A new national study commissioned by retailer REI shows women who are active in the great outdoors probably were encouraged by Mom to play outside as young girls, even as many of them say they can’t name an outdoor female role model. Say thanks to Mom on Mother’s Day with gifts of Acadia and the outdoors.
As millions around the world mark Earth Day, imagine what Acadia National Park would be like without the banning of DDT, the Clean Air and Endangered Species Acts, or any of the other changes since that first massive showing of environmental activism in 1970: No peregrine falcons nesting on the Precipice of Champlain Hazy views […]
The Precipice Trail is closed for peregrine falcon nesting, and the carriage roads, off limits for mud season. And as sure as spring follows winter, colorful rhodora and other plants of Acadia will soon be in bloom. For Jill Weber, a consulting botanist for Acadia National Park, the flowers of spring bring a feast for […]
If you know a little of the history of Acadia National Park, you know who the “father of Acadia” is. But less well-known are the women who were also critical in the early days, by donating land and money or otherwise helping to shape the park. In celebration of Women’s History Month, observed in March, here are some of the stories of the women of Acadia, who perhaps could be called the “mothers of Acadia.”
Deep snow may still cover parts of Acadia National Park as the first day of spring approaches, but surely it can’t be long before birdsong fills the air, flowers and trees bud and the park rouses from its wintry slumber. Springtime in Acadia is an uncrowded paradise, perfect for hikers, birders, plant aficionados, bicyclists, runners, […]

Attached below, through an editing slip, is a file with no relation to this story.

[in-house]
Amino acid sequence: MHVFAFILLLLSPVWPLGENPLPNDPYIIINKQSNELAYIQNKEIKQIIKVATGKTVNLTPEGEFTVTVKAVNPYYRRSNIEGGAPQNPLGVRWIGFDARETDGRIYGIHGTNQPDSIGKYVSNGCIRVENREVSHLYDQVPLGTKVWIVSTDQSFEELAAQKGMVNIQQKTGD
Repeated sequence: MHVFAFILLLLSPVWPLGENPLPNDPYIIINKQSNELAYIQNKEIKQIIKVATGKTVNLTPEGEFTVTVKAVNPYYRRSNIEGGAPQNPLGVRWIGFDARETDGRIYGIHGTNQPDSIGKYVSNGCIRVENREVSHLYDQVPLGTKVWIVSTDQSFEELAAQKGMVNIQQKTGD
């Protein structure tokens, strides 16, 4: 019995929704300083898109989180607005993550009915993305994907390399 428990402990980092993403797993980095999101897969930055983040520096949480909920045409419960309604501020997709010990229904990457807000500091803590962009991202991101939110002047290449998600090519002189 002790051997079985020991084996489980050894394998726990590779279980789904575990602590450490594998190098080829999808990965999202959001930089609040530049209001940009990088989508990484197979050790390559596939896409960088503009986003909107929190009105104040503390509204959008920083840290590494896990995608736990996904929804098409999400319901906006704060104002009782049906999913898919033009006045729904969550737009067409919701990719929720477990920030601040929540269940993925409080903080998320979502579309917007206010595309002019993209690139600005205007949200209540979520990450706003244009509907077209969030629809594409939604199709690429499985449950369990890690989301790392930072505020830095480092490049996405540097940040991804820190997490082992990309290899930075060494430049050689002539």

Cadillac is tough as granite, yet the alpine zone of Acadia National Park’s tallest mountain is fragile as eggshells. With the approximately 3 million visitors a year to the park, and Acadia’s highest peak a must-see stop, it’s a constant battle to protect the bald summit and ridge, and the special Cadillac ecology. One recent […]
More than 200 years ago, a free African American named Thomas Frazer settled at what is now a picnic area in the Schoodic section of Acadia National Park. He fished, farmed and operated a salt works, and was the first non-Native American resident of the area. It’s a little-known aspect of black history in Acadia […]
If you celebrated the Acadia Centennial, you won’t be there for the opening of the Acadia time capsule in the year 2116. But you can hand down the generations the story of how you marked the 100th, and how there may be evidence of it in a special steel box in the Bar Harbor Bank and Trust lobby. Livestream of time capsule installation Feb. 3 at 1:30 pm.